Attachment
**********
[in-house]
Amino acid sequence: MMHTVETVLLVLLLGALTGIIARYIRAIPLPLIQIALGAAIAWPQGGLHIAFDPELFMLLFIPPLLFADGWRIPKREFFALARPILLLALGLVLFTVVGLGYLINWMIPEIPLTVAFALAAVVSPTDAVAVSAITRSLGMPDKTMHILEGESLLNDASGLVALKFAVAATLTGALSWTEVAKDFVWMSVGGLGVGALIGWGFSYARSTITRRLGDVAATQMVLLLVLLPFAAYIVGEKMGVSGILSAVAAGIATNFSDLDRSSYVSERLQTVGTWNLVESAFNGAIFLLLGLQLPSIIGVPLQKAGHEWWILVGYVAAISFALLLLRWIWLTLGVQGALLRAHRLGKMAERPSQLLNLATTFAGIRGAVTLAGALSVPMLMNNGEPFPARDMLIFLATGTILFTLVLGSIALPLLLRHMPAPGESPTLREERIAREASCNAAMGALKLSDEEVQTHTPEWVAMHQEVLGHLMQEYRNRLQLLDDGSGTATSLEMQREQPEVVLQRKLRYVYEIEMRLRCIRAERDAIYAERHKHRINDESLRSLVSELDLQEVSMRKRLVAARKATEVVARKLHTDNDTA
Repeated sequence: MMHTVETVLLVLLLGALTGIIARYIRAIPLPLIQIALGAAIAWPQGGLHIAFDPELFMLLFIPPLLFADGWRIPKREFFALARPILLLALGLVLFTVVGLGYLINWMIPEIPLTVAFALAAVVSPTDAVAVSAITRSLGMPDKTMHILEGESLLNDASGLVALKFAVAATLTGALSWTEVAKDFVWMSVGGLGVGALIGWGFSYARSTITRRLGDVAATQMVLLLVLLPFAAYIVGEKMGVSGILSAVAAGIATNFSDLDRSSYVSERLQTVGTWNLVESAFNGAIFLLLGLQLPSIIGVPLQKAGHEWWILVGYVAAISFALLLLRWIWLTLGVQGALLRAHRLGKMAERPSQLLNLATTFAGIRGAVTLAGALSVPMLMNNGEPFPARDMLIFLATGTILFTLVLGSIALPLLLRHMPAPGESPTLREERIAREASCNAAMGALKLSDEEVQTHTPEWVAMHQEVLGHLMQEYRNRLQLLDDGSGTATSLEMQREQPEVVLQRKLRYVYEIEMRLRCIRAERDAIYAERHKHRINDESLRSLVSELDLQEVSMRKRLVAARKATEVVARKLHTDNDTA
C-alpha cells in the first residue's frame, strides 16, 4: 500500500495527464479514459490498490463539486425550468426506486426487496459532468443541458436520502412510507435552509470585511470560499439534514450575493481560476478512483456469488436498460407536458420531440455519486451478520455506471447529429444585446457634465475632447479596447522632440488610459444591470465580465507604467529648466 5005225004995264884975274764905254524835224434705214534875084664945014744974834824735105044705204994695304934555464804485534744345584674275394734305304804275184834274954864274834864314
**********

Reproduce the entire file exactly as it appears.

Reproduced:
[in-house]
Amino acid sequence: MMHTVETVLLVLLLGALTGIIARYIRAIPLPLIQIALGAAIAWPQGGLHIAFDPELFMLLFIPPLLFADGWRIPKREFFALARPILLLALGLVLFTVVGLGYLINWMIPEIPLTVAFALAAVVSPTDAVAVSAITRSLGMPDKTMHILEGESLLNDASGLVALKFAVAATLTGALSWTEVAKDFVWMSVGGLGVGALIGWGFSYARSTITRRLGDVAATQMVLLLVLLPFAAYIVGEKMGVSGILSAVAAGIATNFSDLDRSSYVSERLQTVGTWNLVESAFNGAIFLLLGLQLPSIIGVPLQKAGHEWWILVGYVAAISFALLLLRWIWLTLGVQGALLRAHRLGKMAERPSQLLNLATTFAGIRGAVTLAGALSVPMLMNNGEPFPARDMLIFLATGTILFTLVLGSIALPLLLRHMPAPGESPTLREERIAREASCNAAMGALKLSDEEVQTHTPEWVAMHQEVLGHLMQEYRNRLQLLDDGSGTATSLEMQREQPEVVLQRKLRYVYEIEMRLRCIRAERDAIYAERHKHRINDESLRSLVSELDLQEVSMRKRLVAARKATEVVARKLHTDNDTA
Repeated sequence: MMHTVETVLLVLLLGALTGIIARYIRAIPLPLIQIALGAAIAWPQGGLHIAFDPELFMLLFIPPLLFADGWRIPKREFFALARPILLLALGLVLFTVVGLGYLINWMIPEIPLTVAFALAAVVSPTDAVAVSAITRSLGMPDKTMHILEGESLLNDASGLVALKFAVAATLTGALSWTEVAKDFVWMSVGGLGVGALIGWGFSYARSTITRRLGDVAATQMVLLLVLLPFAAYIVGEKMGVSGILSAVAAGIATNFSDLDRSSYVSERLQTVGTWNLVESAFNGAIFLLLGLQLPSIIGVPLQKAGHEWWILVGYVAAISFALLLLRWIWLTLGVQGALLRAHRLGKMAERPSQLLNLATTFAGIRGAVTLAGALSVPMLMNNGEPFPARDMLIFLATGTILFTLVLGSIALPLLLRHMPAPGESPTLREERIAREASCNAAMGALKLSDEEVQTHTPEWVAMHQEVLGHLMQEYRNRLQLLDDGSGTATSLEMQREQPEVVLQRKLRYVYEIEMRLRCIRAERDAIYAERHKHRINDESLRSLVSELDLQEVSMRKRLVAARKATEVVARKLHTDNDTA
C-alpha cells in the first residue's frame, strides 16, 4: 500500500495527464479514459490498490463539486425550468426506486426487496459532468443541458436520502412510507435552509470585511470560499439534514450575493481560476478512483456469488436498460407536458420531440455519486451478520455506471447529429444585446457634465475632447479596447522632440488610459444591470465580465507604467529648466 5005225004995264884975274764905254524835224434705214534875084664945014744974834824735105044705204994695304934555464804485534744345584674275394734305304804275184834274954864274834864314